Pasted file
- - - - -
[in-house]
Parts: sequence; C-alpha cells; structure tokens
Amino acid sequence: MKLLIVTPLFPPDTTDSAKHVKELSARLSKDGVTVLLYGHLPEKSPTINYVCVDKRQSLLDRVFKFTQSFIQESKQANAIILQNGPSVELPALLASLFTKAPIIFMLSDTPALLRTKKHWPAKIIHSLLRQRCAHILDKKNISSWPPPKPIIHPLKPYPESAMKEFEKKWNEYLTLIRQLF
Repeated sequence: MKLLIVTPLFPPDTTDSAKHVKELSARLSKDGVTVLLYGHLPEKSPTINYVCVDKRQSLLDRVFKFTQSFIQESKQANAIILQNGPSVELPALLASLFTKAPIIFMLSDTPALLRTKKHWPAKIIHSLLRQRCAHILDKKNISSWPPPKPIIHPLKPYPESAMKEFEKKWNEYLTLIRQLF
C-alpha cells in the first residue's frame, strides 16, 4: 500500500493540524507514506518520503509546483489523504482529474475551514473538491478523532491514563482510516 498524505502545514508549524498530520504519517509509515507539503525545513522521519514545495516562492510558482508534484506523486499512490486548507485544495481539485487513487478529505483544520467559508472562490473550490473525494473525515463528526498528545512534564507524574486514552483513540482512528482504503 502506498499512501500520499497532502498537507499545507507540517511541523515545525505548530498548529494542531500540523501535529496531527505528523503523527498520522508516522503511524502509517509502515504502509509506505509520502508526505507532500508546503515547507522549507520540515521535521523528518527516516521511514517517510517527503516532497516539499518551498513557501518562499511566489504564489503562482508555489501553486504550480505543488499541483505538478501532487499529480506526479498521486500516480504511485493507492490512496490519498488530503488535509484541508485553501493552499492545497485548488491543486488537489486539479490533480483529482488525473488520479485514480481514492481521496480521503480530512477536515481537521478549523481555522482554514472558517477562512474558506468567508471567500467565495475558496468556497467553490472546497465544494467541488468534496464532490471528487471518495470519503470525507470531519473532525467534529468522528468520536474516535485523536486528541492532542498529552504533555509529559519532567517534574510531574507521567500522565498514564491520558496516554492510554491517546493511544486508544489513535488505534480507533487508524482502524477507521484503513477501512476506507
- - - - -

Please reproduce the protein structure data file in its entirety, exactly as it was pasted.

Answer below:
[in-house]
Parts: sequence; C-alpha cells; structure tokens
Amino acid sequence: MKLLIVTPLFPPDTTDSAKHVKELSARLSKDGVTVLLYGHLPEKSPTINYVCVDKRQSLLDRVFKFTQSFIQESKQANAIILQNGPSVELPALLASLFTKAPIIFMLSDTPALLRTKKHWPAKIIHSLLRQRCAHILDKKNISSWPPPKPIIHPLKPYPESAMKEFEKKWNEYLTLIRQLF
Repeated sequence: MKLLIVTPLFPPDTTDSAKHVKELSARLSKDGVTVLLYGHLPEKSPTINYVCVDKRQSLLDRVFKFTQSFIQESKQANAIILQNGPSVELPALLASLFTKAPIIFMLSDTPALLRTKKHWPAKIIHSLLRQRCAHILDKKNISSWPPPKPIIHPLKPYPESAMKEFEKKWNEYLTLIRQLF
C-alpha cells in the first residue's frame, strides 16, 4: 500500500493540524507514506518520503509546483489523504482529474475551514473538491478523532491514563482510516 498524505502545514508549524498530520504519517509509515507539503525545513522521519514545495516562492510558482508534484506523486499512490486548507485544495481539485487513487478529505483544520467559508472562490473550490473525494473525515463528526498528545512534564507524574486514552483513540482512528482504503 502506498499512501500520499497532502498537507499545507507540517511541523515545525505548530498548529494542531500540523501535529496531527505528523503523527498520522508516522503511524502509517509502515504502509509506505509520502508526505507532500508546503515547507522549507520540515521535521523528518527516516521511514517517510517527503516532497516539499518551498513557501518562499511566489504564489503562482508555489501553486504550480505543488499541483505538478501532487499529480506526479498521486500516480504511485493507492490512496490519498488530503488535509484541508485553501493552499492545497485548488491543486488537489486539479490533480483529482488525473488520479485514480481514492481521496480521503480530512477536515481537521478549523481555522482554514472558517477562512474558506468567508471567500467565495475558496468556497467553490472546497465544494467541488468534496464532490471528487471518495470519503470525507470531519473532525467534529468522528468520536474516535485523536486528541492532542498529552504533555509529559519532567517534574510531574507521567500522565498514564491520558496516554492510554491517546493511544486508544489513535488505534480507533487508524482502524477507521484503513477501512476506507